was the result of the ramping up of automotive volumes on new programs
launched during 2004 and the end of 2003 (net of anticipated programs
ending) such as the expanded CAT programs, the Ford V10 cylinder head,
the DCX 9.25 carrier and DCX ATX differential case as well as higher
sales of aerial lift platforms at Skyjack.

With respect to fourth quarter sales, Linamar's North American
Automotive sales grew by 14.0% while North American automobile
production decreased by 1.8% over the fourth quarter of 2003. Had the
U.S. to Canadian dollar exchange rate remained unchanged, sales would
otherwise have increased by 21.1%.

In Europe, Linamar's fourth quarter automotive sales grew by 18.9% due
to higher sales at Linamar Hungary, despite the cancellation of the GM
CVT program. This result was achieved while European automobile
production increased by only 3.0%.

Content per vehicle for the quarter in North America grew by 21.5% to
$89.34, while European content per vehicle declined by 5.0% to $7.57
compared to fourth quarter 2003.

The segmented results for the fourth quarter show continued sales growth
in the North American Automotive Systems segment of $398.9 million as
compared to $342.1 million in 2003. This growth is related to increasing
volumes such as the expanded CAT programs. Operating earnings in this
segment were negatively impacted by metal surcharges not recovered from
the end customer. Lower margins were evident with respect to the launch
of new programs such as the DCX 9.25 carrier and Eaton differential
cases; as operating efficiencies take effect, margins will improve.

Sales in the European segment increased slightly to $30.7 million as
compared to $28.6 million in 2003 with volumes on programs for Denso and
Bosch, compensating for the lost GM CVT sales. Europe's operating
earnings of $2.3 million as compared to a loss of $4.6 million in 2003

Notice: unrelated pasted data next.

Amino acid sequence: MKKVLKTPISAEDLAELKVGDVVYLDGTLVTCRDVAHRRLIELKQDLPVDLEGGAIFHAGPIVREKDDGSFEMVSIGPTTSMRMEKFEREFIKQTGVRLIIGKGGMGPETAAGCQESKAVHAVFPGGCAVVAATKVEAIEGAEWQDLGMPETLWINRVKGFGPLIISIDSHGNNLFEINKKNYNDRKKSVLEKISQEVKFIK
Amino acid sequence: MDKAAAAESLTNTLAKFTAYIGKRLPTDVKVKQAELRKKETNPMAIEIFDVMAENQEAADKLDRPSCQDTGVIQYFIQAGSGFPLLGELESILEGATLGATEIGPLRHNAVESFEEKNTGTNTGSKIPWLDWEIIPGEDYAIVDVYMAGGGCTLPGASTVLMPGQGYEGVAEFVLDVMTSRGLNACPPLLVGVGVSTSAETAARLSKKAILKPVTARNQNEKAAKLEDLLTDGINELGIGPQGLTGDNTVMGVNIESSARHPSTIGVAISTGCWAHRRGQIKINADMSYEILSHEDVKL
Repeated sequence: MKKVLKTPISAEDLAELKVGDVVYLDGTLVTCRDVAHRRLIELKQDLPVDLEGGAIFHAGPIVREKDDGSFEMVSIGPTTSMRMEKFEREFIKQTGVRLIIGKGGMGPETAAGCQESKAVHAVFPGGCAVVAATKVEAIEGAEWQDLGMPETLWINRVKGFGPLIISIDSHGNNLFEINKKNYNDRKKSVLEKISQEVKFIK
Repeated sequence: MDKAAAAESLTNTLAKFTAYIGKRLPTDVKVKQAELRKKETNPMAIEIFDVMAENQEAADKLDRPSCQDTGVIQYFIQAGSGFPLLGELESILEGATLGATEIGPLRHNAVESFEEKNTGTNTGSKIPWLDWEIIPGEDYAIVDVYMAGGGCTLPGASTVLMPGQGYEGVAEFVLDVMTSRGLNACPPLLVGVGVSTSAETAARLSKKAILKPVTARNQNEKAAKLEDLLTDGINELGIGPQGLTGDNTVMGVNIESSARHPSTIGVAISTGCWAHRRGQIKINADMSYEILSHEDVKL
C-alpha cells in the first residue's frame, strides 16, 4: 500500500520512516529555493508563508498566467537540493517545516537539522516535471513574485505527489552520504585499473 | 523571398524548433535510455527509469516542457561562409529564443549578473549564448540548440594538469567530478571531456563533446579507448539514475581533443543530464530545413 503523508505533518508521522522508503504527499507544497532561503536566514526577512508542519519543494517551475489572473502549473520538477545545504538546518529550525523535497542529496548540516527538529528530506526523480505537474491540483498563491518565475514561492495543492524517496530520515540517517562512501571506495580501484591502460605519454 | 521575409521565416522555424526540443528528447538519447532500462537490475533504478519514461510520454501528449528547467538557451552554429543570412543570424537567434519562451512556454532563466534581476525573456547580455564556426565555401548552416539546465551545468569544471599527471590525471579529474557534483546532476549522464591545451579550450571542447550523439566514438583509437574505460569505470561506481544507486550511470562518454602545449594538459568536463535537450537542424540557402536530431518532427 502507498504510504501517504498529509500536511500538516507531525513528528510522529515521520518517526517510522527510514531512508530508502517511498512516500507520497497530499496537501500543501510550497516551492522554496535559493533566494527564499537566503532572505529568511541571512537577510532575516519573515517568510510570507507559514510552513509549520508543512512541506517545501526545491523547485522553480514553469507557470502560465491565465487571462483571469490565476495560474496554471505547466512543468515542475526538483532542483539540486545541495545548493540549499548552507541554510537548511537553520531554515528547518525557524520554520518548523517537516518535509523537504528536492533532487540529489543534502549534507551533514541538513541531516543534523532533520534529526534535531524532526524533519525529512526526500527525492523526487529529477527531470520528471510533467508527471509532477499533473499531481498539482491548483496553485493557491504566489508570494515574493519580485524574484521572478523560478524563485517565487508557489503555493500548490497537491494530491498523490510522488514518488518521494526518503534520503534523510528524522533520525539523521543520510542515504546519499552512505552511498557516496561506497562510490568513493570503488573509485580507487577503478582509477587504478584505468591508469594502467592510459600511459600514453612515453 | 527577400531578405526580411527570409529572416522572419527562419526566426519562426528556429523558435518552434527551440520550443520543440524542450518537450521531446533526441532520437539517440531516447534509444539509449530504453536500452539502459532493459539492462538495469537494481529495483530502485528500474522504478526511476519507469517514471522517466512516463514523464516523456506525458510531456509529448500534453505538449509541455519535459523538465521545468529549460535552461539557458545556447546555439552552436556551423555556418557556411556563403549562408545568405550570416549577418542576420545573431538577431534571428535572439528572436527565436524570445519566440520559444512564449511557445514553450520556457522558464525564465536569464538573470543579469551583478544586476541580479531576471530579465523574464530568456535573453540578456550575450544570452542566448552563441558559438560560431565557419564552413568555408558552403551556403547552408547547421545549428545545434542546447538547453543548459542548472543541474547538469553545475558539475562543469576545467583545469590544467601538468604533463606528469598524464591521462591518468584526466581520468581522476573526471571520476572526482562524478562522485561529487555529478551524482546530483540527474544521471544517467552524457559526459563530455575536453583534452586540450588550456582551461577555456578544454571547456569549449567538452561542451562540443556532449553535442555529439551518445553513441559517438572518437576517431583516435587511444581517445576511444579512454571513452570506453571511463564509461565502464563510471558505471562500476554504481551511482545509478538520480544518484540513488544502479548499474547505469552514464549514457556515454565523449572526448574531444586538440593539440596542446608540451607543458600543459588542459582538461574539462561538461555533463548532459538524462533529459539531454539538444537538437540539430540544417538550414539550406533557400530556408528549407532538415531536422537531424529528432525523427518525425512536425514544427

were positively impacted in the quarter by sales volume increases, the
net CVT settlement, and exchange gains realized.

The Industrial segment experienced higher sales volumes than 2003,
resulting in fourth quarter sales of $44.6 million. This quarter is
consistent with a strong market this year for aerial lift platforms.
Operating earnings for the segment remained consistent with 2003 at $3.5
million as compared to $3.2 million.

On a geographic segmented basis, Canadian sales continued to grow,
achieving a level of $373.5, an increase of $66.9 million, over the
fourth quarter of 2003. Sales in the quarter were positively impacted by
the expanded CAT volumes, the ramp up during the year of the DDC
overhead assembly and the launch of the DCX ATX differential case.
Operating earnings eroded slightly to $32.9 million from $38.2 million
in the fourth quarter of 2003 as plants experienced lower margins on new
programs during program launches, R&D tax benefits recorded in 2003, and
larger effect of foreign exchange hedging in 2003.

The U.S. segmented sales for the fourth quarter increased slightly to
$31.4 million. Increases in the Skyjack new unit and parts business were
offset by expected declining cylinder head sales to International.
Segmented operating earnings declined slightly to $1.3 million as
compared to $2.3 million in 2003 as a result of the cylinder head volume
decline.

The Mexican segment experienced higher sales during the fourth quarter
at $32.1 million as compared to $29.0 million in 2003. Volumes on
equivalent engines for Renault exceeded 2003 levels. Newer programs such
as the Eaton 8.6 differential case were launched during 2004 and higher
volumes achieved on GM and CAT programs launched in 2003. This segment
experienced a loss in the fourth quarter of $0.6 million; however, this
is an improvement from the $2.9 million loss in the same quarter of
2003. The volumes on the GM and CAT programs have reached more efficient
levels, reducing costs. These gains have been offset slightly by lower
margins associated with the launch of the Eaton 8.6 differential case.

European sales in the fourth quarter were $37.3 million, a slight
decline from 2003 mainly due to the reduced Skyjack sales in the
European marketplace. Lower sales were also experienced due to the CVT